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Max Weber's "Grand Sociology": The Origins and Composition of Wirtschaft und Gesellschaft: Soziologie

Wolfgang J. Mommsen
History and Theory
Vol. 39, No. 3 (Oct., 2000), pp. 364-383
Published by: Wiley for Wesleyan University
Stable URL: http://www.jstor.org/stable/2678017
Page Count: 20
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Max Weber's "Grand Sociology": The Origins and Composition of Wirtschaft und Gesellschaft: Soziologie
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Abstract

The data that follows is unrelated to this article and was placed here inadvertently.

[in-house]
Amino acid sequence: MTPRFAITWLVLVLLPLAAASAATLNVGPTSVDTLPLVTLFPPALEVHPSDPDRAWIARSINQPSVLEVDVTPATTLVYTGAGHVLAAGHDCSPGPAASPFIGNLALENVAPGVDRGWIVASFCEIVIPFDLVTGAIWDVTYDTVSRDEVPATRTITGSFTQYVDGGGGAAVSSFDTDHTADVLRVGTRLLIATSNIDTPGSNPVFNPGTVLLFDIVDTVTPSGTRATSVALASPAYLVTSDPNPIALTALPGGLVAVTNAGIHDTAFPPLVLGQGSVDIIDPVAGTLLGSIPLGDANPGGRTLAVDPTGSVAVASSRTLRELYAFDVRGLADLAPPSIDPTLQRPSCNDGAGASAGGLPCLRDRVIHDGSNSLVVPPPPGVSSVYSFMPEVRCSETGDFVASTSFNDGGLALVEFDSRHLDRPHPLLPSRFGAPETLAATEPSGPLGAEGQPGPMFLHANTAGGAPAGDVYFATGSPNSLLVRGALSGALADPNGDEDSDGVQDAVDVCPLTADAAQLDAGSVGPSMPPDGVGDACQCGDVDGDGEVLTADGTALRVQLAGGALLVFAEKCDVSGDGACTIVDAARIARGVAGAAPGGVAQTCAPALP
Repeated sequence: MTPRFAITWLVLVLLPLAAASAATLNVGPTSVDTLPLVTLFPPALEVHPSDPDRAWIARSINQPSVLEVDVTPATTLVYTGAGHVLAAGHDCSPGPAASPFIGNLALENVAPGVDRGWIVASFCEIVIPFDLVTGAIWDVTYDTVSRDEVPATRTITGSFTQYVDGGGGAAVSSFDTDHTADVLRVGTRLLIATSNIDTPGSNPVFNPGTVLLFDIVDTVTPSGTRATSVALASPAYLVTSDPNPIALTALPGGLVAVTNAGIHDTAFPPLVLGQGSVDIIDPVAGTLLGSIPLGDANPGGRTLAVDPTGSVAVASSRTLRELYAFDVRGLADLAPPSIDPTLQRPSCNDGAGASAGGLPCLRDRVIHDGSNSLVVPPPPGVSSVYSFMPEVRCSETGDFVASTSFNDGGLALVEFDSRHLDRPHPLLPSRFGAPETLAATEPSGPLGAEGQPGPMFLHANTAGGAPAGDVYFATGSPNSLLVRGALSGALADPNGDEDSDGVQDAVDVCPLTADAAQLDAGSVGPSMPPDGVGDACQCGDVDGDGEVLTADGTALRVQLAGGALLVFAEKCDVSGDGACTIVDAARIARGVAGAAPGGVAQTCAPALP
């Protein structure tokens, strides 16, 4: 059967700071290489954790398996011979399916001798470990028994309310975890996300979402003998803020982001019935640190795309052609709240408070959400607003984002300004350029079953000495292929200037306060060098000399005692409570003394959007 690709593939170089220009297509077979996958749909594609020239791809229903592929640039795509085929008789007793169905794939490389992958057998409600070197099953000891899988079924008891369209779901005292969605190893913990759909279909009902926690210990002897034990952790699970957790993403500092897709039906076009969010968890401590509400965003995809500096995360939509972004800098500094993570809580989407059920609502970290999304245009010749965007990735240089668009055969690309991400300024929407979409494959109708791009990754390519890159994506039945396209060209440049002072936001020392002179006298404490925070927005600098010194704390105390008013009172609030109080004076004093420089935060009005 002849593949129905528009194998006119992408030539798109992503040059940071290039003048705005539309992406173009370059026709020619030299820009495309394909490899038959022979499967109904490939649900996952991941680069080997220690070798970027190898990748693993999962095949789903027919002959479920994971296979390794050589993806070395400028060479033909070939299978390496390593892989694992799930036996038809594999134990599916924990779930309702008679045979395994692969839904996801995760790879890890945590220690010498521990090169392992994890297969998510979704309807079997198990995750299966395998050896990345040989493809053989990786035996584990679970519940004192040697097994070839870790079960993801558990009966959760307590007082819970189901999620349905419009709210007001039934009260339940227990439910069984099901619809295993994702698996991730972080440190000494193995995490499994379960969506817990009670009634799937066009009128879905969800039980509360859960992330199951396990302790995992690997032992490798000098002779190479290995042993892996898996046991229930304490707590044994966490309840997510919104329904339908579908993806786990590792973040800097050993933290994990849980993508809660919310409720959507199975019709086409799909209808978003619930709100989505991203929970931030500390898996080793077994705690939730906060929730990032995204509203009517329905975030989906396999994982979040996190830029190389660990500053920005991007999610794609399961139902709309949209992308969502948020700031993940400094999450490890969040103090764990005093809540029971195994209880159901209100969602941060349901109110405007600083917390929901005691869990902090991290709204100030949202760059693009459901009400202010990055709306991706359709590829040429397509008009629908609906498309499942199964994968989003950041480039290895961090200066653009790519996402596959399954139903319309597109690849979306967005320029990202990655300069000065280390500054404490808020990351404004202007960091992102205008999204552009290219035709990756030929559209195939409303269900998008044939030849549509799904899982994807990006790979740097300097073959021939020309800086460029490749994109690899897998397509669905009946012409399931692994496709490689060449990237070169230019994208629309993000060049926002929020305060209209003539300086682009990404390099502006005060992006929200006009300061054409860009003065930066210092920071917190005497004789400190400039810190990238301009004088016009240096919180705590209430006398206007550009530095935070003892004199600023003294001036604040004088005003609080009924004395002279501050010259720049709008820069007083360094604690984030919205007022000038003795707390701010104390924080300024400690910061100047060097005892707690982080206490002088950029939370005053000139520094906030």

Max Weber's magnum opus Economy and Society (Wirtschaft und Gesellschaft. Soziologie) was for the most part published only after his premature death in June 1920. Only the chapters on basic sociological terms, the categories of social action, and the Three Types of Legitimate Domination were sent to the publishers by Weber himself; the other manuscripts were found in a pile on his desk. The editions by Marianne Weber and Melchior Palyi and by Johannes F Winckelmann are in many ways unsatisfactory, and the controversy about the correct composition of Economy and Society persists. This article reconstructs the origins of the various texts of Economy and Society on the basis of the available source material, notably the correspondence between Weber, Marianne Weber, and the publishers. It shows that in many ways the editions available at present do not live up to Max Weber's own intentions. Both the arrangement and the precise wording of the texts are unreliable, and the time sequence of the texts written from 1909 to 1914 and then in part rewritten and reorganized in 1919-1920 is uncertain. A segment of an earlier draft of parts of the chapter on Communities (Gemeinschaften) found among Weber's papers allows the conclusion that as early as 1905-1906, Weber had outlined a universal historical scheme of all known civilizations. This is to say that Economy and Society is not as closely linked to Weber's work on the Outline of Social Economics (Grundriss der Sozialokonomic) as has been previously assumed. This article offers a precise reconstruction of the complicated history of Wirtschaft und Gesellschaft. Soziologie-the exact title agreed upon by Weber and his publisher Paul Siebeck shortly before his death. It shows the development of Weber's theoretical conceptions and the corresponding changes of his terminology much more clearly, and paves the way to a better understanding of his magnum opus.

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